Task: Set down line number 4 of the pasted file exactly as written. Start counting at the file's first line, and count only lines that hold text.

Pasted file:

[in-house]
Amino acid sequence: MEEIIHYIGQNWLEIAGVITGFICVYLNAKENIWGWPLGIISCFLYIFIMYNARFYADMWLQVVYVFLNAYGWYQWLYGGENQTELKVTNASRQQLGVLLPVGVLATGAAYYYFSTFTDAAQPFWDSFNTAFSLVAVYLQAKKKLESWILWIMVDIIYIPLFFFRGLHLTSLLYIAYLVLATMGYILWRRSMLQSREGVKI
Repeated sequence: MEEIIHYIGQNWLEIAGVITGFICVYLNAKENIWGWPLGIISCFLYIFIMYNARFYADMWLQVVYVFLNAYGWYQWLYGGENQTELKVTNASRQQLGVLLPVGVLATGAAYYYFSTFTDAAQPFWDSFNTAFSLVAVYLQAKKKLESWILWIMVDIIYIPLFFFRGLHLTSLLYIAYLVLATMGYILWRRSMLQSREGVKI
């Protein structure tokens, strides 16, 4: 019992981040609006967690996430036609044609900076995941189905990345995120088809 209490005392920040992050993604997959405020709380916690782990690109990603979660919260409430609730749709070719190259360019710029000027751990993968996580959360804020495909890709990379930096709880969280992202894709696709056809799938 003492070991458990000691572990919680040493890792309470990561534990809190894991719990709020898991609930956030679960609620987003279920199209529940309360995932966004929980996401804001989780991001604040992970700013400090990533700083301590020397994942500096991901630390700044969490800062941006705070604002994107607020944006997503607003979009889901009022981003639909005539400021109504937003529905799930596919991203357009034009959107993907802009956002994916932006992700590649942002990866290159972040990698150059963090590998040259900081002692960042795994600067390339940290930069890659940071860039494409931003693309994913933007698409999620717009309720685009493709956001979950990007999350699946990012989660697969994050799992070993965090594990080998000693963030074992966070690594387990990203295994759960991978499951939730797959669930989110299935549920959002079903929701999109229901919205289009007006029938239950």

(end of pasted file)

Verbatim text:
């Protein structure tokens, strides 16, 4: 019992981040609006967690996430036609044609900076995941189905990345995120088809 209490005392920040992050993604997959405020709380916690782990690109990603979660919260409430609730749709070719190259360019710029000027751990993968996580959360804020495909890709990379930096709880969280992202894709696709056809799938 003492070991458990000691572990919680040493890792309470990561534990809190894991719990709020898991609930956030679960609620987003279920199209529940309360995932966004929980996401804001989780991001604040992970700013400090990533700083301590020397994942500096991901630390700044969490800062941006705070604002994107607020944006997503607003979009889901009022981003639909005539400021109504937003529905799930596919991203357009034009959107993907802009956002994916932006992700590649942002990866290159972040990698150059963090590998040259900081002692960042795994600067390339940290930069890659940071860039494409931003693309994913933007698409999620717009309720685009493709956001979950990007999350699946990012989660697969994050799992070993965090594990080998000693963030074992966070690594387990990203295994759960991978499951939730797959669930989110299935549920959002079903929701999109229901919205289009007006029938239950």